My rating: 4 of 5 stars
Published: September 2016
Publisher: Katherine Tegen Books
Recommended Age: 14+
Genres & Themes: Young Adult, Rape Culture, High School, Romance, Drama
Alex Craft knows how to kill someone. And she doesn’t feel bad about it. Three years ago, when her older sister, Anna, was murdered and the killer walked free, Alex uncaged the language she knows best—the language of violence. While her own crime goes unpunished, Alex knows she can’t be trusted among other people. Not with Jack, the star athlete who wants to really know her but still feels guilty over the role he played the night Anna’s body was discovered. And not with Peekay, the preacher’s kid with a defiant streak who befriends Alex while they volunteer at an animal shelter. Not anyone. As their senior year unfolds, Alex’s darker nature breaks out, setting these three teens on a collision course that will change their lives forever.
The book world needs unreliable characters.
Because it’s not true that you can trust anyone you meet. These characters teach you to stay vigilant and make sure you know the person you’re with inside out before you give them access to your precious heart.
Plus they’re very entertaining.
Alex Craft is not your typical teenage girl. She may seem like she is at first glance, but then you hear her talk and you notice her eerie stillness and suddenly you’re not sure anymore who’s the person in front of you.
She’s a killer. She murdered the murderer who murdered and raped her sister. Well that was a mouthful, but just in case you haven’t gotten the message yet: Alex Craft has some demons inside of her that are itching to get out… again.
One would say that she is ridding the world of its nasty creatures (aka the rapists), but that doesn’t change the fact that she ended someone’s life and now she’s trying to be a normal teenager again? It doesn’t work that way. Maybe for a psychopath or a sociopath, but is that really who Alex is?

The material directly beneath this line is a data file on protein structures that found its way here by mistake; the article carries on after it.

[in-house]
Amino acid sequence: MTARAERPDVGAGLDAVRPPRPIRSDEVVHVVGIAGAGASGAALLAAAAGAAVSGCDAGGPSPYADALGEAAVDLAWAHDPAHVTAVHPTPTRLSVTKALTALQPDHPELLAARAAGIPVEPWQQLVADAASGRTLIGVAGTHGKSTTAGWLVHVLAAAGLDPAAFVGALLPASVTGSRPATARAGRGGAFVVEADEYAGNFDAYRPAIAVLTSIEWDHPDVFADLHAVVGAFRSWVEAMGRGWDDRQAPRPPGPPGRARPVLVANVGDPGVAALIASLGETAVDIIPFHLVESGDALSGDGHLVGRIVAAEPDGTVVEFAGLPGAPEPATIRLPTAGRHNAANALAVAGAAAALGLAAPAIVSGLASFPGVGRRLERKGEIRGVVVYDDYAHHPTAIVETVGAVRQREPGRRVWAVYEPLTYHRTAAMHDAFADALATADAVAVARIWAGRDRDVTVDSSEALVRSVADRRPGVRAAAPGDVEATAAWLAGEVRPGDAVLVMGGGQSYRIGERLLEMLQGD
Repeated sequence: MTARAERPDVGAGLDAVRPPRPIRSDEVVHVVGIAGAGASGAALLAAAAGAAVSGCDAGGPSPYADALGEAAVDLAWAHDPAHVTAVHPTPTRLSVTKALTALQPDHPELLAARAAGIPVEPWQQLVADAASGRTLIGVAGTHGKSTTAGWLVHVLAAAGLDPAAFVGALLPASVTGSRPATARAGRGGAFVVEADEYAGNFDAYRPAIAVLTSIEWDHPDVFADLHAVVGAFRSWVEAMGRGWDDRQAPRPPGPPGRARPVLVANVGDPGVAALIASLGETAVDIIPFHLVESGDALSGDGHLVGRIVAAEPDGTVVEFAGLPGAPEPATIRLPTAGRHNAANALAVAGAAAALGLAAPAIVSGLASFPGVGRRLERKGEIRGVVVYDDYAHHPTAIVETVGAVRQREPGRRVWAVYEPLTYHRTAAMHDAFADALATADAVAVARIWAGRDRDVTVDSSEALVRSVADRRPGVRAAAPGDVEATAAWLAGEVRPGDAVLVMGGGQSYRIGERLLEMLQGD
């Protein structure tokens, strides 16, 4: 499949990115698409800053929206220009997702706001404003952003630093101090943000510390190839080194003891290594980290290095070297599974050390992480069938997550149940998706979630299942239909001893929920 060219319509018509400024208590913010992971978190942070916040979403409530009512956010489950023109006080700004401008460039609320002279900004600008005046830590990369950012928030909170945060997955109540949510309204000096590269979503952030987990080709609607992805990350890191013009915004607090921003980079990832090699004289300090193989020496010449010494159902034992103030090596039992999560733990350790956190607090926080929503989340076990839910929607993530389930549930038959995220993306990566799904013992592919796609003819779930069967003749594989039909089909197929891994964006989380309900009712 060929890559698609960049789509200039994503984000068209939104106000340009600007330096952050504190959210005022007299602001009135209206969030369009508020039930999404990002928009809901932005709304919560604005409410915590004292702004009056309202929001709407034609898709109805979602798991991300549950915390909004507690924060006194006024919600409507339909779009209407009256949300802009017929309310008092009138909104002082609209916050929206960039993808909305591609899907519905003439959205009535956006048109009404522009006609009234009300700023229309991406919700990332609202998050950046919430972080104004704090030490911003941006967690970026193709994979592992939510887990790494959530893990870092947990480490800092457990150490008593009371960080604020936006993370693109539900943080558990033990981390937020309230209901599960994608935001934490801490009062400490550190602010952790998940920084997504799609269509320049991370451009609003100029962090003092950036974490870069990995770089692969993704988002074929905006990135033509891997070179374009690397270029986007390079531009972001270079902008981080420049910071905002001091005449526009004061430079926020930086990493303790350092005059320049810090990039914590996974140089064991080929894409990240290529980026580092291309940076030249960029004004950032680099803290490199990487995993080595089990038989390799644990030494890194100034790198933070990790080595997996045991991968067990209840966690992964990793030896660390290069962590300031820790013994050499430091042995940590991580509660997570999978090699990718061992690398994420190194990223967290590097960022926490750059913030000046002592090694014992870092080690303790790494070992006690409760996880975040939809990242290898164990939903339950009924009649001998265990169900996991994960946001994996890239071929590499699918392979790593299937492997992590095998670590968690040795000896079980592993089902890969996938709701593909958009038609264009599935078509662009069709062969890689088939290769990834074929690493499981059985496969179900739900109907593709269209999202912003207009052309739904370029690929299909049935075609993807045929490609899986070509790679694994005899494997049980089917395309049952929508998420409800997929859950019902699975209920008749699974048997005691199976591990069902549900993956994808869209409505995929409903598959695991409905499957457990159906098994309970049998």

This is familiar, and yet so unlike any YA contemporary book I have read before. It is familiar because there is high school drama and boy drama and thirsty, disgusting boys who can’t keep it in their pants and simply must jump on everything that moves.
But then there’s Alex Craft who fights, quite violently, to stop the normalization of rape (‘‘boys will be boys’’) that becomes more and more prevalent every time someone fails to denounce it. Her friends Peekay and Jack also find ways of exposing rape culture for what it is: an abomination, though in more innocuous ways than Alex does. They learn from each other slowly but surely and help each other grow into informed adults.
I’m looking around at other responses to this story, and almost everyone mentions how ‘‘dark’’ and ‘‘gut-wrenching’’ this book is. While I agree that it is not an easy read and, of course, unpredictable from start to finish (impossible for it not to be when you have a character like Alex Craft), it’s also somewhat quiet… and slow. There is little action, the characters’ ever-evolving thoughts being the focus of the story. By ‘‘quiet,’’ I mean that most of it is like the calm before the storm… though the storm certainly does eventually come.
I was supposed to read this one when I was granted access to an early copy, but as you can see I decided to wait two years instead. Because why not. Because sometimes you don’t really think it’s going to be that good and you want to postpone the disappointment as much as possible, even when what actually awaits you is a powerful new outlook on a topic that should stop being taboo. Rape needs to be discussed so it can be broken apart. Don’t fear the word. Understand it and fight against it, too.
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